than fabrication work, which is hard and hands on ("for an
operator and not suitable for self"), and the breakthroughs
and patents are mostly in research and development. However, the
company believes that fabrication work has important educational
aspects so engineers are required to work on fabrication.
JapanTech also uses the transfer of engineers to transfer knowledge.
This is part of their policy of periodic job rotation between R&D,
the business division, and the fabs. At the time of transfer, development
engineers are sent to the manufacturing fab for one month. However,
one to two engineers (process and design) are sent for two years
from the production fab to the business unit fabricating the commercial
sample. A number of engineers are sent to the volume fab for the
hand-off. In the latest generation, the hand-off to the second high-volume
fab six months later needed only one-tenth as many engineers as
the original fab.
JapanTech recently implemented specific improvements in the transfer
process; a 5% rotation between product and process engineering divisions
and tracking of data for critical points in each process by product
line (matrix of process by product line).
The source of ideas, which reflect the significance of learning
from past experience, include (in order of importance):
1. journals, literature
2. previous JapanTech reports
3. customers: memory division and marketing engineers
1. previous JapanTech reports
2. problem information from product lines (particles, yields,
1. discussion in team meetings; development
engineer in team provides support.
Both Japanese and American engineers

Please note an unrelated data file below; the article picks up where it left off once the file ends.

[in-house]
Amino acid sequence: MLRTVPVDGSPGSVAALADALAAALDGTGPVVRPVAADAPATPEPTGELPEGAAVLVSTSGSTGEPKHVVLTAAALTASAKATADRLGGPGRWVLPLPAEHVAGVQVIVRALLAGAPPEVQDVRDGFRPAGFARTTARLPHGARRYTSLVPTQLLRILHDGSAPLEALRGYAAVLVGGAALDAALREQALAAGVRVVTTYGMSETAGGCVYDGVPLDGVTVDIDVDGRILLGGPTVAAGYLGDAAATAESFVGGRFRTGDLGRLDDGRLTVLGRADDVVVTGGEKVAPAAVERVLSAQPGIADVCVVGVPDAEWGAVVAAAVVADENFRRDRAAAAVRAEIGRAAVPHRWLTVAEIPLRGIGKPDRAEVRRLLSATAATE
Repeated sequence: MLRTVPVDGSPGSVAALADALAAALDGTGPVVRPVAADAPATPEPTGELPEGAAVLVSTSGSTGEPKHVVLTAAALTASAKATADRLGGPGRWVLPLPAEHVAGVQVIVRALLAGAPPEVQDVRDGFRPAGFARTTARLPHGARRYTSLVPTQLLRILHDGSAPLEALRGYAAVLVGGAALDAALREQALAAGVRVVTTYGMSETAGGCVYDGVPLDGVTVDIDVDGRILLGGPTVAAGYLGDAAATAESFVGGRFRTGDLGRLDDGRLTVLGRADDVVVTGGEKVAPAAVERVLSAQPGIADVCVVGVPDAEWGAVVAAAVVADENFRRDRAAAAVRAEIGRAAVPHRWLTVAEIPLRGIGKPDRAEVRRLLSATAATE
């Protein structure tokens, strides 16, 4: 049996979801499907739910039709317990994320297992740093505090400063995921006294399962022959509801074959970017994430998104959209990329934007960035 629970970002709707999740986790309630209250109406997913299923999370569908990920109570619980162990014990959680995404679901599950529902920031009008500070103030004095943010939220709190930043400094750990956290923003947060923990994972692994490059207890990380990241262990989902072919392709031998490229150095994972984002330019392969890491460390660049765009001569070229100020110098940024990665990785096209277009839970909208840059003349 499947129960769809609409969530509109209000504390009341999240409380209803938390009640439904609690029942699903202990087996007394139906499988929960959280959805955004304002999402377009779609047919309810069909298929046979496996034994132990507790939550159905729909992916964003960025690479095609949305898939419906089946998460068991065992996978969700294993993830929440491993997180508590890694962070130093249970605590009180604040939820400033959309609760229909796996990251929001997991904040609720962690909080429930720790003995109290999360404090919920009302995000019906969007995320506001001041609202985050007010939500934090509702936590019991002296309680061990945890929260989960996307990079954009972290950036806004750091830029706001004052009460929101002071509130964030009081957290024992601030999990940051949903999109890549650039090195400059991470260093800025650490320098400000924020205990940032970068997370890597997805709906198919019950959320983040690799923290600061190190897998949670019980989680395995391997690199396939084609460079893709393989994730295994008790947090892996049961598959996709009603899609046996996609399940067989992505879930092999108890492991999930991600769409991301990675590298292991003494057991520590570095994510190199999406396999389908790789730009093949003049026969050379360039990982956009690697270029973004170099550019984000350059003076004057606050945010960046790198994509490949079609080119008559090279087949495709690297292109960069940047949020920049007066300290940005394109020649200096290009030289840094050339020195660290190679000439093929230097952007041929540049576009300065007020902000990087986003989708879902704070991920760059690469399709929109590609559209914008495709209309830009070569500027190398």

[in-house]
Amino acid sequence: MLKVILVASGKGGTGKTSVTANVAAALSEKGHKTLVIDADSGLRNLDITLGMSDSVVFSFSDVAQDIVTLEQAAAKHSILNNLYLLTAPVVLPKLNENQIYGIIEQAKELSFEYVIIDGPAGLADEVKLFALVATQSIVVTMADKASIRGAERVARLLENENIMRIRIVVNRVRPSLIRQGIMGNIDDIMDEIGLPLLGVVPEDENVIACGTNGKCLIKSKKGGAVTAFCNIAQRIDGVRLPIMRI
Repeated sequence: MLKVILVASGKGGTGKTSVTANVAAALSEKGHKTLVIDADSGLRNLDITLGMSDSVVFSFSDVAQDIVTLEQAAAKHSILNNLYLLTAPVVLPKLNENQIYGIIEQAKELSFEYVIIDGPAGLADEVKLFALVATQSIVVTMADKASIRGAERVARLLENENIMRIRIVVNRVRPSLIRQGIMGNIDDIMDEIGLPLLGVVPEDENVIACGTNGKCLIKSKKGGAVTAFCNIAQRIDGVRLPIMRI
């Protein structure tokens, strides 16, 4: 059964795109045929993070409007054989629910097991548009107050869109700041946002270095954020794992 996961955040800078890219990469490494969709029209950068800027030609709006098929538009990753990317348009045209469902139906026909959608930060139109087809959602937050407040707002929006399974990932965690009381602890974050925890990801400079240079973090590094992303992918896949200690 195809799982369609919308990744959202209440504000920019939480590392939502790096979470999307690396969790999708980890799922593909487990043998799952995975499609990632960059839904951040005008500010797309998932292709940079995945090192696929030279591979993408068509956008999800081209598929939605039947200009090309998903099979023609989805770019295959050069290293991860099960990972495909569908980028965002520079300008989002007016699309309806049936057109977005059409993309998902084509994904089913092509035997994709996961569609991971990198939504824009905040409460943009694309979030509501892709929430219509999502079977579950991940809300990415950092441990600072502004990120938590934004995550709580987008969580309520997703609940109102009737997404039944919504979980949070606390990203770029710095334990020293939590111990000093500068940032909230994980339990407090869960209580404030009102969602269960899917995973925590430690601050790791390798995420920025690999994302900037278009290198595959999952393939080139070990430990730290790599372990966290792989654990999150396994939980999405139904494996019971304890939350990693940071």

ranked colleagues within their company (by eight out of ten and
nine out of ten, respectively) and journals and books (by six out
of ten and five out of ten, respectively) as important/very important
sources of technical information (Chart 11.2B).
Conference presentations were ranked as important/very important
by seven out of ten Japanese and American engineers. Patents were
ranked important by one half of the Japanese engineers, and engineers
at other companies were ranked important by six out of ten U.S.
engineers. U.S. engineers were more likely than Japanese engineers
to rank outsiders (i.e., engineers at other companies, equipment
vendors and material suppliers) as important sources of technical
information. Japanese engineers were more likely than U.S. engineers
to use their team procedures and findings from previous projects
(two times and .8 times per week, respectively) and both were less
likely to use company documents on previous projects (1.1 times
per week for Japanese engineers and .7 times for U.S. engineers).
For JapanTechs development engineers, an important goal is
to be one of the first companies to present a paper on the next
generation memory device, which marks its public debut at the ISSCC